Routes are entered into TNSR using the
route (ipv4|ipv6) table <name>
command in configuration mode. When using the
route command for this
purpose, the address family and table name must be specified in order to
establish the routing context. This command enters
From there, individual routes can be managed.
config-route-table mode, the following commands are available:
Sets a description for the route table.
- route <destination-prefix>
Configures a route to the specified destination network. This enters
config-rttbl-next-hopmode where the remaining parameters for the route are set.
For a single address, use a
/32mask for IPv4 or
config-rttbl-next-hop mode, the following commands are available:
Sets a description for this route.
- next-hop <hop-id> via <action|gateway>
Configures how TNSR will handle traffic to this destination. This may be repeated multiple times with unique hop-id values to specify multiple destinations. The following parameters are available to control the route behavior:
The ID of the next hop. Must be unique between entries in the same route.
- via <ip-address>
Sets the next hop for this route as an IP address. Additional modifiers are possible for any
viaform using an IP address destination, see Route modifiers.
- via <ip-address> <interface>
Configures both the IP address and interface for the next hop. This is the most commonly used form for routes. May use modifiers, see Route modifiers.
- via <ip-address> next-hop-table <route-table-name>
Configures a recursive route lookup using a different route table. May use modifiers, see Route modifiers.
- via classify <classify-name>
Reserved for future use.
- via drop
Drops traffic to this destination (null route).
- via local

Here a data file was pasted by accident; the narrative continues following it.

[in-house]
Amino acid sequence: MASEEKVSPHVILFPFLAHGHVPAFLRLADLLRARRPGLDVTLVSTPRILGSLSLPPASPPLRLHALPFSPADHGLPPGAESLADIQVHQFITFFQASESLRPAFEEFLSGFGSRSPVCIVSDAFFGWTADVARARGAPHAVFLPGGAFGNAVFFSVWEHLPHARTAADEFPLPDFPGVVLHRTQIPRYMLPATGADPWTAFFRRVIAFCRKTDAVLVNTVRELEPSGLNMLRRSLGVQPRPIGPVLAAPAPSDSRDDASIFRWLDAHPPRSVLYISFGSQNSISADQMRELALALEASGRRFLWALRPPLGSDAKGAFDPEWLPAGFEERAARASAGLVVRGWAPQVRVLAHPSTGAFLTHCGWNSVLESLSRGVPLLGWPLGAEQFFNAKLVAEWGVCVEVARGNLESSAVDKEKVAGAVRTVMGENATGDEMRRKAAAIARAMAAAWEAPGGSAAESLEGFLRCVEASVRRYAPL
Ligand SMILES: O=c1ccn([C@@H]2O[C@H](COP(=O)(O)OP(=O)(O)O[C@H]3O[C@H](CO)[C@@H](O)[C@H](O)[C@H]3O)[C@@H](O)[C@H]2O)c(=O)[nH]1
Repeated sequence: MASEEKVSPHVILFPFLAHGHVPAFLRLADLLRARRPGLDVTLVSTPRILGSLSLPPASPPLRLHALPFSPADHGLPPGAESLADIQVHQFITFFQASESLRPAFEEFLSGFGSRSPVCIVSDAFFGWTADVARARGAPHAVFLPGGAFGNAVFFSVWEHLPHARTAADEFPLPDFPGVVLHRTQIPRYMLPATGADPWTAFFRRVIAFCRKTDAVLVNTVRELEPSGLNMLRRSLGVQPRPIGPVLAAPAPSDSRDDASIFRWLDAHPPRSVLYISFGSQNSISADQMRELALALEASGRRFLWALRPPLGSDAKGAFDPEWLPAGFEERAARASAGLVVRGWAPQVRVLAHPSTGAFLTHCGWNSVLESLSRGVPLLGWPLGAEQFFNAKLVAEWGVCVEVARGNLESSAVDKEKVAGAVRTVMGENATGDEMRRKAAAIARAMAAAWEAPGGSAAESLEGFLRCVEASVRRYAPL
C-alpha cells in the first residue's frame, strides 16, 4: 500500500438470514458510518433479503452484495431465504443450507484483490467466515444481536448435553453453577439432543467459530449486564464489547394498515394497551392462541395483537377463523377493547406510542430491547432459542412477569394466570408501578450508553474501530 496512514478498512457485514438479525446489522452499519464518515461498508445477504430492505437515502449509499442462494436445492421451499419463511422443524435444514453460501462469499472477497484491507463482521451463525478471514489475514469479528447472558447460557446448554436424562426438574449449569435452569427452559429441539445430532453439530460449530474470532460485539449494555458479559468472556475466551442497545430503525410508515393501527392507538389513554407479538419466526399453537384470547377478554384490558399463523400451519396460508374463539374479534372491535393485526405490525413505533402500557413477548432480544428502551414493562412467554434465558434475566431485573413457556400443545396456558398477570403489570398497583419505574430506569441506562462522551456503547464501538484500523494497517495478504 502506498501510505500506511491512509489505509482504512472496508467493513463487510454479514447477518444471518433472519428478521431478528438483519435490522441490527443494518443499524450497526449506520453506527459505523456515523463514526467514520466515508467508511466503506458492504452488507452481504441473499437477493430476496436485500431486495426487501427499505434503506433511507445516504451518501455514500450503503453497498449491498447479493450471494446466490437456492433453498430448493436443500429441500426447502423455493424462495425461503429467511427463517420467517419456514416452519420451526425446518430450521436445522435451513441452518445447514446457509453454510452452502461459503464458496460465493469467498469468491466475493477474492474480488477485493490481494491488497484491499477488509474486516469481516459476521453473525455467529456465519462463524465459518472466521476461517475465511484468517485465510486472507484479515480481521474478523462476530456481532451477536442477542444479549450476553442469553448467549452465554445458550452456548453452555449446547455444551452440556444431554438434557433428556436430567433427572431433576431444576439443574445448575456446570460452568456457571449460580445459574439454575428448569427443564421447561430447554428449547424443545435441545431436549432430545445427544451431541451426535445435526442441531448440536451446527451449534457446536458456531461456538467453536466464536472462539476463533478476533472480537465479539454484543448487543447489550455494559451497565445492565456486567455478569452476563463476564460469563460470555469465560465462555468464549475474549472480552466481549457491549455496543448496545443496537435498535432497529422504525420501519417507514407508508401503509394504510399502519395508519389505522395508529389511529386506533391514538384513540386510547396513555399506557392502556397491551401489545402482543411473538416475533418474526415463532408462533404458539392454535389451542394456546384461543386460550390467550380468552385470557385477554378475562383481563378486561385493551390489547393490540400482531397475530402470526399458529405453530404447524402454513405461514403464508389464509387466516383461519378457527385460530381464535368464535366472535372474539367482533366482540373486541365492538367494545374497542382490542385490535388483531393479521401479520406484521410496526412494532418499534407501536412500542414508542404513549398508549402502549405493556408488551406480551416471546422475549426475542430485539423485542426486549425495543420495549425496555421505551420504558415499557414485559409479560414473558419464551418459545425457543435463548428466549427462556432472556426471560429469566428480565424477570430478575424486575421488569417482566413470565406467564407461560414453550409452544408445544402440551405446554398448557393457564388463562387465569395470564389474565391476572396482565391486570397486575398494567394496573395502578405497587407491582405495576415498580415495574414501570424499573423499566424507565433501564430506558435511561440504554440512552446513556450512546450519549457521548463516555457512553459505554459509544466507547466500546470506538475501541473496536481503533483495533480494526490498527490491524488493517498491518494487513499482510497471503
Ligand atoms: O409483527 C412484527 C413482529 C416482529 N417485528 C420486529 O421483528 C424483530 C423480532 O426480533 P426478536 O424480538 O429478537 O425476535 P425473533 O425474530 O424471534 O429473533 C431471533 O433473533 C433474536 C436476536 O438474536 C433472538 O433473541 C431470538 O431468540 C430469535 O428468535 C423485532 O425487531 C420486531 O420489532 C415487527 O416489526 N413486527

The destination is local to TNSR, such as an interface address or loopback.
- via null-send-prohibit
Packets matching this route will be dropped by TNSR, and TNSR will send an ICMP “Destination administratively prohibited” message back to the source address.
- via null-send-unreach
Packets matching this route will be dropped by TNSR, and TNSR will send an ICMP “Destination unreachable” message back to the source address.
For routes set with a next hop using
via <ip-address, additional modifiers
control how TNSR resolves the route destination.
Sets the administrative distance preference. Helps to choose between multiple possible destinations when routing protocols are used. This is only a local value, and a lower value is taken as being more reliable (closer).
The weight of routes to the same destination. Acts as a ratio of packets to deliver to each next hop.
Equal weights will deliver the same amount of traffic to all next hops for this destination prefix, uneven weights will deliver more traffic via the higher weighted connection. If one path has a weight of
1, and the other has a weight of
3, then the first path will receive 25% (
1/(1+3)) of the traffic and the other will receive 75% (
Sets a constraint on recursive route resolution via attached network. The next hop is unknown, but destinations in this prefix may be located via ARP.
Sets a constraint on recursive route resolution via host. The next hop is known, but the interface is not.
Multiple modifiers may be used together, but when doing so,
preference must be set first.
tnsr(config)# route ipv4 table ipv4-VRF:0 tnsr(config-route-table-v4)# route 10.2.10.0/24 tnsr(config-rttbl4-next-hop)# next-hop 0 via 10.2.0.2 GigabitEthernet0/14/2
tnsr(config)# route ipv6 table ipv6-VRF:0 tnsr(config-route-table-v6)# route fc07:b337:c4f3::/48 tnsr(config-rttbl6-next-hop)# next-hop 0 via 2001:db8:1::2 GigabitEthernet0/14/2
Breaking down the examples above, first the route table is specified. Within that context a destination network route is given. The destination network establishes a sub-context for a specific route. From there, the next hop configuration is entered.
When entering a next hop for a route in this way, both the IP address of the destination router and the interface must be given.
To specify more than one route, exit out of the
next-hop context so that
TNSR is in the correct context for the route table itself, then enter an
additional destination and next-hop.